Source: "Former footballer Delroy Facey appears in court over match fixing", 19 September 2014, News Agencieshttps://www.telegraph.co.uk/sport/football/news/11109320/Former-footballer-Delroy-Facey-appears-in-court-over-match-fixing.html



Council of Europe

Fifteen European countries have signed a treaty pledging better prevention and prosecution of match-fixing and corruption in sports. Germany, Russia and Switzerland were among the signatories on Thursday at a meeting of sports ministers called by the Council of Europe. Thorbjorn Jagland, secretary general of the 47-nation body, says the treaty is “a major step forward for integrity, ethics and transparency in sport.” Member states agreed to improve international cooperation between law enforcement agencies, sports governing bodies, and betting operators. Jagland says officials from Israel, Japan and Morocco also attended the conference. UEFA welcomed the treaty as it published a code of conduct agreed with European football leagues, clubs and players’ unions. UEFA general secretary Gianni Infantino says “it is important that the states acknowledge that (match-fixing) is a criminal offense.

Source: "European nations sign treaty to fight match-fixing", 18 September 2014, Associated Presshttps://www.washingtontimes.com/news/2014/sep/18/european-nations-sign-treaty-to-fight-match-fixing/#


The All India Football Federation (AIFF) is in the final stages of preparing fresh regulations that will ban the entry of club owners and use of cellphones from dressing rooms. Until last season, club owners had unrestricted entry to their respective team dressing room, with top officials making an appearance before and during the break, mostly to boost the morale of the players. When the new season kicks off later this year, starting with the Indian Super League that kicks off next month, only "accredited officials" will be allowed entry. The use of cellphones by any player in the dressing room, except the manager for official purposes, will also be banned as AIFF seeks to strictly implement the new anti-corruption measures to combat match fixing. It was only last month that the AIFF appointed Javed Siraj as the Integrity Officer, keeping in tune with Fifa and AFC's mandate to combat corruption and match-fixing in the sport. The Integrity Officer is the single point contact on all matters of integrity in Indian football. Siraj, a former CBI officer, has suggested a host of measures to combat possible malpractices but the entry and exit of club owners has been drawn from previous AFC regulations.

Source: Marcus Mergulhao, "AIFF bans cellphones in dressing rooms to combat match fixing", 18 September 2014, Times of India, https://timesofindia.indiatimes.com/City/Goa/AIFF-bans-cellphones-in-dressing-rooms-to-combat-match-fixing/articleshow/42740187.cms


The Russian government has announced on Monday that the Council of Europe Convention on the Manipulation of Sports Competitions has been approved and submitted to the president for signing. The government discussed and approved a resolution to this effect, submitted by the Ministry of Sport, at its meeting on September 11. The Council of Europe Committee of Ministers adopted the convention July 9, 2014. The convention was initiated by the Council of Europe member-states and international organizations that stand for an increased role of government regulation in preventing fixed games, including the International Olympic Committee and the Union of European Football Associations (UEFA). The purpose of the convention is to combat corruption by promoting “national and international cooperation against manipulation of sports competitions between the public authorities concerned, as well as with organizations involved in sports and in sports betting.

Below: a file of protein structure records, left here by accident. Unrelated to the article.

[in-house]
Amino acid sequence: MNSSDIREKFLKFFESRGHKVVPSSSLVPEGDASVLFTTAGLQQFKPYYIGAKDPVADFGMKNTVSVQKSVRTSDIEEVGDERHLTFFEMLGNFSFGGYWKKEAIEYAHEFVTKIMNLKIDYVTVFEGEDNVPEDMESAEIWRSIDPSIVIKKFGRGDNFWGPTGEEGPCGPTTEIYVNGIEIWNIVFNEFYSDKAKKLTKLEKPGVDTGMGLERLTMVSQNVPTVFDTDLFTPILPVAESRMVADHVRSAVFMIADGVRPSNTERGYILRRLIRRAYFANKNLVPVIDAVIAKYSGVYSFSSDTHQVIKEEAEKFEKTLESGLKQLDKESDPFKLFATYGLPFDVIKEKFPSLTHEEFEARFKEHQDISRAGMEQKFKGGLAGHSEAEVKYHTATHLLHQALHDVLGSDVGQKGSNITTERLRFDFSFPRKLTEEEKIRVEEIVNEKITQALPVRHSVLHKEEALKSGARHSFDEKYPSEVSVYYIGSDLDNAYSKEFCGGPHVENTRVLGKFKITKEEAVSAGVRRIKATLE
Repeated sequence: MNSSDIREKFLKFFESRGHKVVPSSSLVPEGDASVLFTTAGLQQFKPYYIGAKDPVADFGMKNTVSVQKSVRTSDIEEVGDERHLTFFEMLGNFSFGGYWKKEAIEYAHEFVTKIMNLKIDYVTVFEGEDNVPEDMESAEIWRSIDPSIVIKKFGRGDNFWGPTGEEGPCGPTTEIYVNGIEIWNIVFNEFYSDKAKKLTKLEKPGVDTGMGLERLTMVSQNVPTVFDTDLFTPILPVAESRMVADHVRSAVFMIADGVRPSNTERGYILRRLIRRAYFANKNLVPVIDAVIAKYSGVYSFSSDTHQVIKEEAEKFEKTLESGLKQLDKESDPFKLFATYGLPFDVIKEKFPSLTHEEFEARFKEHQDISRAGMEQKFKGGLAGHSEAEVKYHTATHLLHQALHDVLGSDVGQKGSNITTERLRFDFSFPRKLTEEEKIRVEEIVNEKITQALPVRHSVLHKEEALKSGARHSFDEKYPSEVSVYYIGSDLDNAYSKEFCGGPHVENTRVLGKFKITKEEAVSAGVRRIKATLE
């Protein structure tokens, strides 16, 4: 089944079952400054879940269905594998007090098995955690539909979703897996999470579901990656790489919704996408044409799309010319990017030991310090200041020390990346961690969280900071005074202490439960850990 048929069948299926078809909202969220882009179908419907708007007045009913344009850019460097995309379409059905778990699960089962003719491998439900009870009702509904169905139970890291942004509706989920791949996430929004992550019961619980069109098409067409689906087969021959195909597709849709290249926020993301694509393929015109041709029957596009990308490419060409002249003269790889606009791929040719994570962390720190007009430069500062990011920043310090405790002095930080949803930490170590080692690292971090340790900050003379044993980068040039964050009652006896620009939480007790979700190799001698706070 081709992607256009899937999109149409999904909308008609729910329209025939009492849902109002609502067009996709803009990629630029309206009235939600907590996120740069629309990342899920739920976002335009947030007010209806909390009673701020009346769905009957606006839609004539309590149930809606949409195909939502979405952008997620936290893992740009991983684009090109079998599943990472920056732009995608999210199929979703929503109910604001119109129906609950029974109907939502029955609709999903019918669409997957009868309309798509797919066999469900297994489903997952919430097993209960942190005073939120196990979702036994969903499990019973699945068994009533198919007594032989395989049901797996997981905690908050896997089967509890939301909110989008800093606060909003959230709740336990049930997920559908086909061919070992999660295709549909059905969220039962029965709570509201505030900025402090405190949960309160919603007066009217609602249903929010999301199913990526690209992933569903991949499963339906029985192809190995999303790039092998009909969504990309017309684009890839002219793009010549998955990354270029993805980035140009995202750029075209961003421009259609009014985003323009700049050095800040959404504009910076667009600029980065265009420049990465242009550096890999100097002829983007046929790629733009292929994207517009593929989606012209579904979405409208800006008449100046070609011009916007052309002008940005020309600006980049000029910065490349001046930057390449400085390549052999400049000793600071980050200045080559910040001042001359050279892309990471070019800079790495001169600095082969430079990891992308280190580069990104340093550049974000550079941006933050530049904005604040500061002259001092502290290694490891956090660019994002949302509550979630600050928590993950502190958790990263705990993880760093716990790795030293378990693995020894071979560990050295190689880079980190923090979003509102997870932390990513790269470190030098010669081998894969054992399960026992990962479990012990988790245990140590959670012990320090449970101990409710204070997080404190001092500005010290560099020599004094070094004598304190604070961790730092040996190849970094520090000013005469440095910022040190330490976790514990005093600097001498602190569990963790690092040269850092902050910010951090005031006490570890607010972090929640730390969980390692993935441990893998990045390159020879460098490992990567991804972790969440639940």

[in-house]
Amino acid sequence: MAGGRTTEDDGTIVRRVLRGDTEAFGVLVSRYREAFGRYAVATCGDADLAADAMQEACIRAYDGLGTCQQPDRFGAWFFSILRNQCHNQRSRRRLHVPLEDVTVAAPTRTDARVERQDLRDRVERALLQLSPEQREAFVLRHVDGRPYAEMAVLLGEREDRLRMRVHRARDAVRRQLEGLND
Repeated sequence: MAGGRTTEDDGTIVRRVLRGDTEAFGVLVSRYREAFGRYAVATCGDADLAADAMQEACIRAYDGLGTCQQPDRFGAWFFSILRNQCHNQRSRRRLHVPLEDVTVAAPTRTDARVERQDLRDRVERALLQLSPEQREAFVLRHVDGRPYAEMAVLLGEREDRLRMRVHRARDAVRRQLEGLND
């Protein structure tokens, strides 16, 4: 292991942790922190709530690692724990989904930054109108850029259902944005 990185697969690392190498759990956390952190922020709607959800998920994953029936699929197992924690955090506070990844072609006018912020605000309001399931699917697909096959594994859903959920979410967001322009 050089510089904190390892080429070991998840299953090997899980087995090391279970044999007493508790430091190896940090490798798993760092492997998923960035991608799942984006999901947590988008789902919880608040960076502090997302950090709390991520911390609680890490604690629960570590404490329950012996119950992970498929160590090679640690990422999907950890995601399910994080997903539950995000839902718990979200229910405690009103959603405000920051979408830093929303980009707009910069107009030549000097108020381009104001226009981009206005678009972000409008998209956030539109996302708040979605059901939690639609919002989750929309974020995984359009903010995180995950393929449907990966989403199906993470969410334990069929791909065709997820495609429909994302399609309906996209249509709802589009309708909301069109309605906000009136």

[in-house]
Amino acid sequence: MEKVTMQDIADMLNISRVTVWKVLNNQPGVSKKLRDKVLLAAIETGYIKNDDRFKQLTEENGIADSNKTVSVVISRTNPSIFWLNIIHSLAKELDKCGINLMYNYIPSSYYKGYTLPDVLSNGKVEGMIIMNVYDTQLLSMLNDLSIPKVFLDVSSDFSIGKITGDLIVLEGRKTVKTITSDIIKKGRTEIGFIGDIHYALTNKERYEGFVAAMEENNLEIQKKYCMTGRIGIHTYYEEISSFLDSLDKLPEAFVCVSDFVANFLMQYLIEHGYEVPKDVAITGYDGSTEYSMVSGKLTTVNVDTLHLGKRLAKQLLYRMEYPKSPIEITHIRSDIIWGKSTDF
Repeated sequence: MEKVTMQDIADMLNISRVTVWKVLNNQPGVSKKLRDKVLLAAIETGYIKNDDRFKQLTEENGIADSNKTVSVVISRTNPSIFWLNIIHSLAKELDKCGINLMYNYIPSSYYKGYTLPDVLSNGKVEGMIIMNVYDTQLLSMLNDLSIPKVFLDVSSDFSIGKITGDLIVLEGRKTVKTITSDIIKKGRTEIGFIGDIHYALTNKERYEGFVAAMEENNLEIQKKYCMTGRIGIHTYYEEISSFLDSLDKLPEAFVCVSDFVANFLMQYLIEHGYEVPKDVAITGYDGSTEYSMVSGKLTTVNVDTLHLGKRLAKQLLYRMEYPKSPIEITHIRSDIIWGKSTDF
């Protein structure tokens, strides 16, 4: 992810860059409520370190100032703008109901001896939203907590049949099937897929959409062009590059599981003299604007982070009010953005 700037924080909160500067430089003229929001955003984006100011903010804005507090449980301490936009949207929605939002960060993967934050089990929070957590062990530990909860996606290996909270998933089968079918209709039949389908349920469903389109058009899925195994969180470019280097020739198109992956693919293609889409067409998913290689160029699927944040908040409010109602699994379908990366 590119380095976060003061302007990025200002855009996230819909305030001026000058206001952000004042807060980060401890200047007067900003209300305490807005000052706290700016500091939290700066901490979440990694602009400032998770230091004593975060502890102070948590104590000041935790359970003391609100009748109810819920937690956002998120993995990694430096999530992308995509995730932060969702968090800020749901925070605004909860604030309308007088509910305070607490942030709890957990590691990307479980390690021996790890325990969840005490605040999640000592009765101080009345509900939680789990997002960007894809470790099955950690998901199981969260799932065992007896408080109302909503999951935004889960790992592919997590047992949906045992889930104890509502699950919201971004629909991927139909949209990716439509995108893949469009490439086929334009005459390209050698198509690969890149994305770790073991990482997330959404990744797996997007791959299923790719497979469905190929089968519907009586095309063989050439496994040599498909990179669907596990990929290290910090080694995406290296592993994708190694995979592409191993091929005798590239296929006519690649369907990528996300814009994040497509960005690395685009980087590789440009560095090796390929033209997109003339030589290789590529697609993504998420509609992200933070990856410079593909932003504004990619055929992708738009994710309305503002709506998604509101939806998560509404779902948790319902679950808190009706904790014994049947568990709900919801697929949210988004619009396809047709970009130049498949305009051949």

Source: "Russia approves convention on manipulation of sports competitions", 15 September 2014, RAPSIhttps://rapsinews.com/anticorruption_news/20140915/272110551.html



Hong Kong

Hong Kong has ruled out Singapore-style measures to stifle the multibillion-dollar online gambling business, amid growing fears internationally about its connections to organised crime. Draft legislation allowing Singaporean authorities to block access to unlicensed betting websites was introduced this month to tackle a global business that according to a Sunday Morning Post investigation has significant ties to Hong Kong and Macau. A spokesman for the Home Affairs Bureau, which is ultimately responsible for gaming laws in Hong Kong, said sufficient legislation was in place and it would not go down Singapore's road. "Respecting freedom to access information, we do not block one's internet access," a spokesman said. "We have adopted a multipronged strategy which includes regulation, law enforcement, public education and provision of counselling and treatment services." The Lion City's move comes amid a growing global drive to crack down on soccer match fixing, which has seen investigations in Asia - including Hong Kong - and across Europe. Hong Kong police made 192 arrests in illegal bookmaking operations in the first half of this year. Following arrests made during an investigation into local soccer match fixing, the Hong Kong Football Association hired fraud monitoring consultancy Sportradar to track games.